Last Year

study_in_eyes

 

Beloved,

Today is our 11th anniversary. As I have prepared to write this, I have struggled to find the words to describe my love for you. I have written and rewritten each part of this letter. I was discouraged by my lack of ability to describe how I feel about you when, rather suddenly, I remembered a piece of poetry, of sacred literature, that, perhaps, might convey the depth of my love for you.

This particular passage, although familiar to all modern Christians, comes from the Jewish mystical traditions of the Kabbalah. The goal of mystical writing, particularly in the Abrahamic tradition, is to help both the writer and the reader to experience some small part of the indescribable, the ineffable Divine.

“The Kabbalah, as much as poetry, is the study of and submission to the mysteries of the world. The language used by Kabbalists is so intricately dimensional that it is all almost impossible to fully convey the simultaneous layers of meaning revealed in the simplest of words. It is said that one word is the seed of a particular universe, a system of interactions and realities as complex as the birth and death of a sun” .

For the Jewish mystic, the various texts that comprise the Kabbalah, and by extension, the very universe we live in, have one goal: to describe the indescribable, couched in layers of meaning and metaphor that can be uncovered through careful study. To Latter-day Saints, this use of layered metaphor should feel familiar to us, after all, we make use of similar literary structure in our own religious texts, including in sacred temple ceremony . And so, this particular passage, is, on its surface no more than a sensual description of Beloved by her lover-author, its inclusion in sacred writing controversial among both Jews and Christians, , is, by definition, multi-layered and capable of holding “the seed of a particular universe” in a single word.

There is much in the Kabbalah that relies on sensual or erotic metaphor. It’s as if the writers believed that true love, like the Divine, is entirely indescribable to the common man or woman. One commentator, describes the power of sensual metaphor.

“…there were great saints so absorbed in the Object of their longings that they did not feel any distraction besetting them. He who longs and yearns destroys all thought in himself which excludes the object of his desire; he is alive only to the fire burning within him. So full of longing that he eats, drinks and sleeps totally absorbed in his beloved” .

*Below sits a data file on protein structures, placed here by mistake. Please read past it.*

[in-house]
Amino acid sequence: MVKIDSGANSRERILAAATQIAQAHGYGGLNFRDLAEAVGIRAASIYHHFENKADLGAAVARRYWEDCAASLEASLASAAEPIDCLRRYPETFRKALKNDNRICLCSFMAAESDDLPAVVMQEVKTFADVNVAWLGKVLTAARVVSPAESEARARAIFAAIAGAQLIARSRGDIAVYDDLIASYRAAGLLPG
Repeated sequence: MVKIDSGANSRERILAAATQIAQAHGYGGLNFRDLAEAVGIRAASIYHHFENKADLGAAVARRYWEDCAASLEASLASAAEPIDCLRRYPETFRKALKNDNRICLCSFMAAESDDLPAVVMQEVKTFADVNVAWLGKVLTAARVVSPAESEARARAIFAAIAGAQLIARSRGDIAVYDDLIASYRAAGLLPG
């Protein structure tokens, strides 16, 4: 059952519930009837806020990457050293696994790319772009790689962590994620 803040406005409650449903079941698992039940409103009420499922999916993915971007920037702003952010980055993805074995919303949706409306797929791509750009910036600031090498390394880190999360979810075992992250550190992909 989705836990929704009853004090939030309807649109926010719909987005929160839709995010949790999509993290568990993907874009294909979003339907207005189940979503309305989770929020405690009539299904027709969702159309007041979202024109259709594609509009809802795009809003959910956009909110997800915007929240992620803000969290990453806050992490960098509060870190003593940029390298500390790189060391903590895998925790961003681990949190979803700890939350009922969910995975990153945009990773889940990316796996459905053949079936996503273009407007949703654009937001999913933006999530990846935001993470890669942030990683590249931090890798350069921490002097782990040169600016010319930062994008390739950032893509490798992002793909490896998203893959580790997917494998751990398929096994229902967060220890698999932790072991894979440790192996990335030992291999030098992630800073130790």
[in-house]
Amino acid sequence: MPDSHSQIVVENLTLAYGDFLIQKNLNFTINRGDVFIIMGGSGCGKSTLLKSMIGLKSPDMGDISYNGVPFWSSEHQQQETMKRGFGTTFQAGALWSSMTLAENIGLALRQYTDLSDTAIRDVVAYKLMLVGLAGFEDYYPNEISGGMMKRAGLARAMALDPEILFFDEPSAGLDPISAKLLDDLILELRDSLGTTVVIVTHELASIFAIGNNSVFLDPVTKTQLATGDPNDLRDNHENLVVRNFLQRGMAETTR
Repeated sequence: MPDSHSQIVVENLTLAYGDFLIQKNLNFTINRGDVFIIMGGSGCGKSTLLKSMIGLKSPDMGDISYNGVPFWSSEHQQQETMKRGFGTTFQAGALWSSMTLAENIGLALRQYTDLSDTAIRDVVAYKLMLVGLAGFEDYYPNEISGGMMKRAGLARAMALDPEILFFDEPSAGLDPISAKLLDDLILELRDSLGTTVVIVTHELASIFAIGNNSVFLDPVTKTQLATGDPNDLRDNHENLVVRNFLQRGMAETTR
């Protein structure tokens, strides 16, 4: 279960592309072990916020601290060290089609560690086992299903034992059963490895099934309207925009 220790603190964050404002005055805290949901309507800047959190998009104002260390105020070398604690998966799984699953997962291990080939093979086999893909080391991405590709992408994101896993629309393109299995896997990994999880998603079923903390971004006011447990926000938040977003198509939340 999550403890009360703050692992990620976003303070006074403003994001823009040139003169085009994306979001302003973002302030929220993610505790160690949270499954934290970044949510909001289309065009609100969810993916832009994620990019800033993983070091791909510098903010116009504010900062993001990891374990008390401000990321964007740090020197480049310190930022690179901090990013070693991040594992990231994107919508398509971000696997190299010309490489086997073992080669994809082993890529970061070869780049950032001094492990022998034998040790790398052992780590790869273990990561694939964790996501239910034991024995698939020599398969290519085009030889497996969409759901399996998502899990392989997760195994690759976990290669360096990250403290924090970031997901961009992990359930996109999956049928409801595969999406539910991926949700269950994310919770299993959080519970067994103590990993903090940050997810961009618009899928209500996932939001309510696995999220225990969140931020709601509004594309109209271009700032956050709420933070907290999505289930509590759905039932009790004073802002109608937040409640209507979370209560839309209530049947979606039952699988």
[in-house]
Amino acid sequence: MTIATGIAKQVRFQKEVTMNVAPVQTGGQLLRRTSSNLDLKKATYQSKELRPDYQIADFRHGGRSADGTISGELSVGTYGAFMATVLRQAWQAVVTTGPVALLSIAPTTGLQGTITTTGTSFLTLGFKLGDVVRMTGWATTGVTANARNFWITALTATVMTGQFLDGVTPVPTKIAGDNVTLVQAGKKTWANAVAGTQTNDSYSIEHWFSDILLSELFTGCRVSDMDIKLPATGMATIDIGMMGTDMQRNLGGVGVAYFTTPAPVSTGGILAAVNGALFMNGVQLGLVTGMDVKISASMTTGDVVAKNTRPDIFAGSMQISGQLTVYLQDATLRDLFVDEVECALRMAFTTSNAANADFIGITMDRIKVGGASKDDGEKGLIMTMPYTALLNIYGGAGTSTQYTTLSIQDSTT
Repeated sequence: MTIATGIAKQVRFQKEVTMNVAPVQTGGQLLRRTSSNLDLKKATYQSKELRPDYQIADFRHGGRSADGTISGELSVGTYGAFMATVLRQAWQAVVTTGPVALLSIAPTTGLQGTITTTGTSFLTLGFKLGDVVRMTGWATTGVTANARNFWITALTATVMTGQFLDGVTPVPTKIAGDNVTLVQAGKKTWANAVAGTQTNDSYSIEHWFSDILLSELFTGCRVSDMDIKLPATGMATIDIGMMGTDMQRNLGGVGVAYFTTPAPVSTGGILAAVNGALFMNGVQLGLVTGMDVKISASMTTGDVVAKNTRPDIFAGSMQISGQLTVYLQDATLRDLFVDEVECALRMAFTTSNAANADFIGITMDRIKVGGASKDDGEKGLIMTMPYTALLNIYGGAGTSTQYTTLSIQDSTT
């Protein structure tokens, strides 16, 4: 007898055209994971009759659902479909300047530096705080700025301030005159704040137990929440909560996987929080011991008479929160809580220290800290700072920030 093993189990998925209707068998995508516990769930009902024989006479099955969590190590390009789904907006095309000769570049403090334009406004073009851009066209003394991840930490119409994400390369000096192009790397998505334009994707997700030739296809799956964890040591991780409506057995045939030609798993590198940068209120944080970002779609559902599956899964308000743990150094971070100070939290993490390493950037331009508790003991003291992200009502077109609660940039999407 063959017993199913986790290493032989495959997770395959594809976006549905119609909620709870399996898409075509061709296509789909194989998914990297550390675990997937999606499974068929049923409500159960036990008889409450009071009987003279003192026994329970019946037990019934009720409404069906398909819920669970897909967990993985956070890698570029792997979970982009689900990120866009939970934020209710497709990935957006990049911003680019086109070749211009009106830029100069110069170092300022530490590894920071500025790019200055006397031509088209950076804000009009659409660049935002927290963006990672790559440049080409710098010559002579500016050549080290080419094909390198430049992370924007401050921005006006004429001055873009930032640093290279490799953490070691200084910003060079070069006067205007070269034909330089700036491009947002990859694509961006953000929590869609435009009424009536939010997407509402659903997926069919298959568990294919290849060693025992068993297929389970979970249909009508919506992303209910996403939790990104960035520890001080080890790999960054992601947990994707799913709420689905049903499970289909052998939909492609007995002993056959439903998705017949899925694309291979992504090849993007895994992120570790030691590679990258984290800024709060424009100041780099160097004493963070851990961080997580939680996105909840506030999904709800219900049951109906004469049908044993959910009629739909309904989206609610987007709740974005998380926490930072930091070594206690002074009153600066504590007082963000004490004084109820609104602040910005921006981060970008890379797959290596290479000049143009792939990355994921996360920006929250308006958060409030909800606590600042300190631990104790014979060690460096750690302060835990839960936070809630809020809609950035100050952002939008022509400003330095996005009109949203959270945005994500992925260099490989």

Perhaps there is a reason that man yearns for connection with Beloved. Maybe there is something just as ineffable in true romance as there is in the Divine. Perhaps the Kabbalist is on to something.

And so, we come finally to the poem, the Song of Songs, the Canticle, the Song of Solomon. Unbeknownst to many a reader, the most widely read of any Kaballist writing. The author, lost to time. The sentiment timeless, ineffable, Divine.

I love you.

Song of Songs

He

How beautiful you are, my darling!
    Oh, how beautiful!
    Your eyes behind your veil are doves.
Your hair is like a flock of goats
    descending from the hills of Gilead.
Your teeth are like a flock of sheep just shorn,
    coming up from the washing.
Each has its twin;
    not one of them is alone.
Your lips are like a scarlet ribbon;
    your mouth is lovely.
Your temples behind your veil
    are like the halves of a pomegranate.
Your neck is like the tower of David,
    built with courses of stone;
on it hang a thousand shields,
    all of them shields of warriors.
Your breasts are like two fawns,
    like twin fawns of a gazelle
    that browse among the lilies.
Until the day breaks
    and the shadows flee,
will go to the mountain of myrrh
    and to the hill of incense.
You are altogether beautiful, my darling;
    there is no flaw in you.

Come with me from Lebanon, my bride,
    come with me from Lebanon.
Descend from the crest of Amana,
    from the top of Senir, the summit of Hermon,
from the lions’ dens
    and the mountain haunts of leopards.
You have stolen my heart, my sister, my bride;
    you have stolen my heart
with one glance of your eyes,
    with one jewel of your necklace.
How delightful is your love, my sister, my bride!
    How much more pleasing is your love than wine,
and the fragrance of your perfume
    more than any spice!
Your lips drop sweetness as the honeycomb, my bride;
    milk and honey are under your tongue.
The fragrance of your garments
    is like the fragrance of Lebanon.
You are a garden locked up, my sister, my bride;
    you are a spring enclosed, a sealed fountain.
Your plants are an orchard of pomegranates
    with choice fruits,
    with henna and nard,
nard and saffron,
    calamus and cinnamon,
    with every kind of incense tree,
    with myrrh and aloes
    and all the finest spices.
You are a garden fountain,
    a well of flowing water
    streaming down from Lebanon.

She

Awake, north wind,
    and come, south wind!
Blow on my garden,
    that its fragrance may spread everywhere.
Let my beloved come into his garden
    and taste its choice fruits.

He

I have come into my garden, my sister, my bride;
    I have gathered my myrrh with my spice.
I have eaten my honeycomb and my honey;
    I have drunk my wine and my milk (Song of Solomon 4:1-5:1) .[1]Due to limitations in the way my reference manager and the blog software work, sometimes these in-text references don’t format correctly. Perhaps someday they will.

References

Notes   [ + ]

1. Due to limitations in the way my reference manager and the blog software work, sometimes these in-text references don’t format correctly. Perhaps someday they will.